High-level or persistent MRD after consolidation therapy indicates drug-resistant leukemia. Effective postremission therapy may still cure certain patients without transplant, such as high-dose methotrexate for hyperdiploid >50 ALL and the combination of cyclophosphamide, cytarabine, and mercaptopurine for early T-cell precursor ALL.
Illustrating the lack of understanding about MRD, Pui reviewed a large European study that involved more than 4700 pediatric patients with standard-risk ALL and negative MRD on days 33 and 78 after initiation reduction was begun. Investigators in Germany and Italy compared standard therapy with reduced-intensity treatment.
The 4-year results showed a cumulative relapse risk of 3.2% with standard therapy versus 6.3% with the deintensified treatment.2 The 8-year disease-free survival was 92.3% with standard therapy and 89.2% with deintensified therapy. The 8-year overall survival was 98.0% and 96.1% for standard and less-intense therapy, respectively.
Pui and colleagues recently reported findings from an analysis of patients who achieved MRD-negative status on day 19. The results showed that only patients with translocation 12;21 and hyperdiploid >50 status were good candidates for reduced-intensity therapy.3
At Pui’s center, patients identified as having a poor prognosis by MRD proceed to transplant, and results have improved dramatically, he said.
Addressing efforts to improve outcomes in T-cell ALL (T-ALL), Pui said several genomics-guided strategies have proven effective. Specifically, dasatinib (Sprycel) has demonstrated efficacy in ABL1-class fusions, ruxolitinib (Jakafi) for ETP-ALL and JAK-STAT alterations, and bortezomib (Velcade) for patients who have day 15 MRD of ≥5% and no targetable lesions.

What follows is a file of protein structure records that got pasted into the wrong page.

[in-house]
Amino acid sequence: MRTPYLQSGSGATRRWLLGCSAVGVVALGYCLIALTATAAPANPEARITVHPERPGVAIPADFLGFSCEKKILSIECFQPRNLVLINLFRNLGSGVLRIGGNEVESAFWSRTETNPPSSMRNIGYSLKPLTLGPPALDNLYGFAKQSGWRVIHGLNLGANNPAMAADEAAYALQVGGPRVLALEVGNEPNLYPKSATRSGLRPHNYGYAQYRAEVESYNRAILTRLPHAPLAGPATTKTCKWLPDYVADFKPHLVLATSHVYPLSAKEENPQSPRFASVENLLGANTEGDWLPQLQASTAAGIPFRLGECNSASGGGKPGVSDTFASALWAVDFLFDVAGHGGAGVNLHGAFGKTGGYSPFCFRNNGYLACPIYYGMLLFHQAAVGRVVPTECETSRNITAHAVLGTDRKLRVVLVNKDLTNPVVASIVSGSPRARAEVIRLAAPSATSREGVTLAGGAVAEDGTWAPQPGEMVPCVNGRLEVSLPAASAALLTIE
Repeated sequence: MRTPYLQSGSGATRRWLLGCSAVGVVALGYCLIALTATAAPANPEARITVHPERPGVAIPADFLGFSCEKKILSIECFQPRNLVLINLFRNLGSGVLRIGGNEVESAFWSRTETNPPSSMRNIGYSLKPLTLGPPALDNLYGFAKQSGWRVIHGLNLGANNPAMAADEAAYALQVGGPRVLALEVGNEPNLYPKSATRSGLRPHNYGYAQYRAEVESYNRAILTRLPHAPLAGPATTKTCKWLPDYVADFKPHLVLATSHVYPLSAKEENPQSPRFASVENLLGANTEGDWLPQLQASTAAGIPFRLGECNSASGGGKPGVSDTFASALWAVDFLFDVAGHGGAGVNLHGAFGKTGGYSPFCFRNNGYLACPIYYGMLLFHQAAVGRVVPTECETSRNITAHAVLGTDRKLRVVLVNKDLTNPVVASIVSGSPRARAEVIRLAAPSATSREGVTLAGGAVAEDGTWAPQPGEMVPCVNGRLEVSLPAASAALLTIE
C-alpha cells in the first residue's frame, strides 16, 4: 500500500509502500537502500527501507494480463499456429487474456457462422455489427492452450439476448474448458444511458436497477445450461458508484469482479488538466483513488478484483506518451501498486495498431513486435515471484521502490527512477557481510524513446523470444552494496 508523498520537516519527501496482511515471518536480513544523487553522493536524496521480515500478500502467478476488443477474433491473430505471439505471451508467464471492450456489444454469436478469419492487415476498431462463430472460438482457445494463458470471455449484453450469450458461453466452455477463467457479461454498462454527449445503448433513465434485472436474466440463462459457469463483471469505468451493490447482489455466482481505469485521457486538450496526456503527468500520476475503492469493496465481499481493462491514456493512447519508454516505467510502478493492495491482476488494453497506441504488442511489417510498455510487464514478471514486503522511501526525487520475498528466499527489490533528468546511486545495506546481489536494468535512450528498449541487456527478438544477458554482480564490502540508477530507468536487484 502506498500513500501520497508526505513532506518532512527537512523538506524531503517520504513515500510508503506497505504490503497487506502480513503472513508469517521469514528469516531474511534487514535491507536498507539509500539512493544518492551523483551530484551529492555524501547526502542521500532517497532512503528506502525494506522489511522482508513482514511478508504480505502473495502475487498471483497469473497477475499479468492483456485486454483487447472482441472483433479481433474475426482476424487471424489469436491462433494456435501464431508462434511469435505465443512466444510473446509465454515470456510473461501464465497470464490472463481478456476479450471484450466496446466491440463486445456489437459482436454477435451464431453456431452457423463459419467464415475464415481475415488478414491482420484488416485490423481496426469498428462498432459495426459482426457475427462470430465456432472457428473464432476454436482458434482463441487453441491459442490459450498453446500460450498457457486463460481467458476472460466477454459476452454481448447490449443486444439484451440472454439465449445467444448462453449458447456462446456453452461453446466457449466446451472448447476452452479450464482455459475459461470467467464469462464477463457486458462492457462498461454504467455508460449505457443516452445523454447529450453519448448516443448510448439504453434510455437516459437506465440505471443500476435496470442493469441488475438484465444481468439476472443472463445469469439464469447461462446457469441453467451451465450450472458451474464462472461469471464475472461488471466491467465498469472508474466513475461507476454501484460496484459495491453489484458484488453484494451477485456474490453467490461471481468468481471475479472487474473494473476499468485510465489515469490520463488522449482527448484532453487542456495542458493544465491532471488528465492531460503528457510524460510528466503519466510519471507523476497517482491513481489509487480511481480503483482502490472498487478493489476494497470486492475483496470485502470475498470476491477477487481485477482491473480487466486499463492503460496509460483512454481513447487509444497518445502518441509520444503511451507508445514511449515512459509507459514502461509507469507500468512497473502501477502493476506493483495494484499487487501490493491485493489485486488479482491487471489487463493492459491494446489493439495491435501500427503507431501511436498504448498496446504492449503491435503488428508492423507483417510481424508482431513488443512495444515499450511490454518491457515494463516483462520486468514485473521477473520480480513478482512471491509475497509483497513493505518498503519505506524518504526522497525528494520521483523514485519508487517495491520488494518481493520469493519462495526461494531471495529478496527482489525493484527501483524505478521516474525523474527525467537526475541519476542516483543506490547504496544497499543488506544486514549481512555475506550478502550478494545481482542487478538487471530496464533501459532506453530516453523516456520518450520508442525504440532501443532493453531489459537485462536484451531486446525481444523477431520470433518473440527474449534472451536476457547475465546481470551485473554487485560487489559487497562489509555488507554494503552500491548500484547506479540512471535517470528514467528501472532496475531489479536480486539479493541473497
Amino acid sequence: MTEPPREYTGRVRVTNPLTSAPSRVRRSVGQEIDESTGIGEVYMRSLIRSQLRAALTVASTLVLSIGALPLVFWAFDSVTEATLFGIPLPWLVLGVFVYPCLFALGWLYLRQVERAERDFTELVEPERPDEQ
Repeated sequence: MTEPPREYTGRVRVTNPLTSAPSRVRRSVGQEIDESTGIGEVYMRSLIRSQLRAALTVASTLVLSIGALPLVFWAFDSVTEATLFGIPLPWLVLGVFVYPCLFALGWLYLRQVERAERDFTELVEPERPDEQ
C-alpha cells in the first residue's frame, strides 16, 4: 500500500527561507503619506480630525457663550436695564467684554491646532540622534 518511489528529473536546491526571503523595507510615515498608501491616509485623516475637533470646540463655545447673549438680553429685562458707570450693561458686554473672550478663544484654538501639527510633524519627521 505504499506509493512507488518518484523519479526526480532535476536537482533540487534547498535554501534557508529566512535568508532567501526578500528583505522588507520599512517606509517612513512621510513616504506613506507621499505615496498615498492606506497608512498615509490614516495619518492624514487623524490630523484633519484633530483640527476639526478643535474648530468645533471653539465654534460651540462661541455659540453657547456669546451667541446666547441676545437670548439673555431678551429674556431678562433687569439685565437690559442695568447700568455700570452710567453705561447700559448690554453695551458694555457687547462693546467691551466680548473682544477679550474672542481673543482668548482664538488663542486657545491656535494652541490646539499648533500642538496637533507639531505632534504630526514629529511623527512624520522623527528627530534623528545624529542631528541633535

Treatment to reduce CNS recurrence remains a major need in pediatric ALL. Pui cited 3 promising strategies: triple intrathecal therapy beginning with the first dose of treatment, continuing for 13 to 21 doses for patients with low-risk disease and 16 to 27 doses for patients with standard- and high-risk disease; early intensive triple intrathecal therapy (twice weekly for 2 weeks, then weekly for 2 weeks during induction) for patients at high risk of CNS relapse; and intrathecal therapy performed by an experienced clinician with pencil-point spinal needle under sedation and with leucovorin rescue.
Pui concluded by reviewing 2 approaches to treatment of pediatric patients with relapsed or refractory ALL. A phase I/II trial of the anti-CD19 antibody blinatumomab (Blincyto) led to complete responses (CRs) within the first 2 cycles in 27 of 70 patients (39%), 14 (52%) of whom achieved MRD-negative status.4 The most common grade ≥3 adverse events were anemia (36%), thrombocytopenia (21%), and hypokalemia (17%). Cytokine release syndrome occurred in 5% of patients, and 2 patients had grade 2 seizures. Pui said 13 of the 27 patients who achieved a CR subsequently went on to transplant.
The chimeric antigen receptor (CAR) T-cell therapy tisagenlecleucel (Kymriah) led to CRs in 83% of 63 evaluable children and young adults with relapsed/refractory ALL, a study that supported FDA approval of the therapy. All responding patients attained MRD-negative status within 3 months of the single infusion of CAR T-cells. The patients had a median survival of 16.6 months compared with 7.5 months in the study of blinatumomab and 3 months with standard treatment with clofarabine
Eighty-eight patients were enrolled, but 16 did not receive treatment. Seven patients did not receive treatment because of manufacturing problems, 6 patients died before receiving treatment, and 3 patients discontinued because of adverse events before receiving the CAR T-cell infusion.